Yes. You are correct. The title for the presentation for the Triple meeting is up now. It is what it is. I don't want to go beyond that. I think the title is fairly descriptive of what will be in the presentation. As we have said numerous times, the goal of the presentation is to basically tell you what we tried to do, show you how we did it and to provide data which supports that we actually accomplished what we set out to do. So I don't want to go into more details around that except to say that we think we have a better next gen cabo in 092.
We will be pretty aggressively transferring our efforts from doing cabo related pivotal trials to 092 related pivotal trials in the near term with all the learnings from cabo and from the cabo combinations, all the data we have, say, from 021 and all the ISTs, the 100-plus ISTs that we are running, to be able to look at really the ICI white space across tumor types, across combinations, across current and future combinations and indications and really ask some very important questions very aggressively around, can a compound like 092 improve the activity of those different ICI based approaches. So it's an exciting time for us because again with the momentum we have got with cabo, with the understanding we have got of how we can improve that with a molecule that, I think, is behaving as we expected or designed in the clinic, we can go forward pretty aggressively now.
Given your registration strategies in, say, lung, prostate or with ICIs and cabo, does that mean that you would potentially pursue sort of redundant, if you will, ICI/092 combinations? Or it's more about planned future combinations either in those areas or in different tumor settings? I just wanted to clarify that because it does look like a lot of your planned registration trials with key ICI combos are with cabo.
Well, that's the current wave. And I wouldn't confuse the current wave with the next wave or two that we could do and that we envision doing in terms of a broad lifecycle management and indication expansion and combination expansion with 092. So again, I would really focus people on thinking about 092 as filling the white space, the large white space that exists outside of cabo in terms of potential ICI combinations across different lines of therapies, across different indications. It doesn't mean we can't go into current indications, right, in terms of what's -- there's plenty of additional work we can do in renal, in prostate, in lung, in liver, et cetera.
But doing kind of redundant head-to-head trials with cabo doesn't make a lot of sense to me in terms of the opportunity costs and the time that would be spent doing that when there's so much other work that we can do that's wide open to us right now. So I can see certainly a time when we have the opportunity to both be successful with both cabo and 092 as opposed to having 092 replace cabo. I would rather expand the universe of impact than just kind of refocus, double down on what we have got already.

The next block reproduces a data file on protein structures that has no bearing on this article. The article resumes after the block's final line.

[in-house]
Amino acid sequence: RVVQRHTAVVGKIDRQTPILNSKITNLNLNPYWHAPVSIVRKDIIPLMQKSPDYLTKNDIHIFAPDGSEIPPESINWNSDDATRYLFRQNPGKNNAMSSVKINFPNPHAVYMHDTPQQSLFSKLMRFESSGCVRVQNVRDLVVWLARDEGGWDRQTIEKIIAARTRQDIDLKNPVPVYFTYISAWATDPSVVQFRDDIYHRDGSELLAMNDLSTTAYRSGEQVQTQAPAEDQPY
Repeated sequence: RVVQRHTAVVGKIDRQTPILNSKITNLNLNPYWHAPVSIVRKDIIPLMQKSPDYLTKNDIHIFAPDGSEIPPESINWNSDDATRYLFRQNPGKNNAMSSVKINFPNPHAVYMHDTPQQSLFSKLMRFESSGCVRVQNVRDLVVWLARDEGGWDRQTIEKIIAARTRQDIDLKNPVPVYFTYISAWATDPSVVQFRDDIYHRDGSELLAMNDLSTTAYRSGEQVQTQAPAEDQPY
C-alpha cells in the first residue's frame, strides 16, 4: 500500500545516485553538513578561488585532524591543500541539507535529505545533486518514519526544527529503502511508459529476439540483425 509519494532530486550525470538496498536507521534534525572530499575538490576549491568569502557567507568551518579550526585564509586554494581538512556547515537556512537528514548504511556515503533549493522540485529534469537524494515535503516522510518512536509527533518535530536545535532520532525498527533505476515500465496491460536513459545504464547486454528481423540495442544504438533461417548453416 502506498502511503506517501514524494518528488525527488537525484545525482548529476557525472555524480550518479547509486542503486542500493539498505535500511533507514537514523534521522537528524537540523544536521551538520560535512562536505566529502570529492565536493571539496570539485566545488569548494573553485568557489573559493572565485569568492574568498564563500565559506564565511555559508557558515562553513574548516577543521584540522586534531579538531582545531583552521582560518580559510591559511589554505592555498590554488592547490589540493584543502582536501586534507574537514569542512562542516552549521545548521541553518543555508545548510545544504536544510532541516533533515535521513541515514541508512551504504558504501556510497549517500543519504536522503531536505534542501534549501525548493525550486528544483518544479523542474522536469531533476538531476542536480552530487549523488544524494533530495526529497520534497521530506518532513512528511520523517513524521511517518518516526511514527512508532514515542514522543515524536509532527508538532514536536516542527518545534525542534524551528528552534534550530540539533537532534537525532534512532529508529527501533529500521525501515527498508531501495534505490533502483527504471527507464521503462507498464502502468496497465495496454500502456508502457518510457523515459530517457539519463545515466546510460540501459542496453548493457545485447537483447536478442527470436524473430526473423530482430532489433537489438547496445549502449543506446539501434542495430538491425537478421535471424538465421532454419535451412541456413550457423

Great. And sticking with earlier states pipeline, you have the update this week with the Iconic partnership. And I am curious, assuming there's a press release comment that once in and around the time of IND, you have then the decision to opt in. So curious, to what extent can you comment on next steps? And then really, in terms of what attracted you to the asset? It sounds like this is something where you feel like there's an opportunity to optimize the safety profile with the comments around the coagulation cascade. And so I was just thinking about, as you think about the opportunity set that we understand with Seattle Genetic in cervical cancer, I assume that you guys can just be a me-better from a comment that I heard maybe from a recent conference. So any color you can provide on those fronts would be greatly appreciated.
Yes, for sure. So we are excited to move into the EDC space. Obviously there's been a lot of news flow there over the last week or so. We have seen this as an area that we could invest in for years now. The ICON-2 asset is the first mover for us. Again, I think as I mentioned maybe on a call yesterday, it's a me-better opportunity. Certainly, there's lots of validation around tissue factor as a target for EDC binders. We like their approach in terms of having an asset that binds in a non-competitive fashion without Factor VII. They have got data which I think is pretty compelling that they have got a potentially better linker or warhead. So again, it's all based on preclinical data.
The fun starts when you get into the clinic obviously. But we like that overall approach in terms of good insight into the biology, better binder, potentially better warhead linker approach. So you talk about tolerability, toxicity and I would say that's related to dose as well. Can you see better efficacy if you can does higher because you have been able to optimize the various components? So we will see. But certainly with that deal with the NBE deal and Catalent deal that we announced last week and others that we are contemplating going forward, this is an important area for us.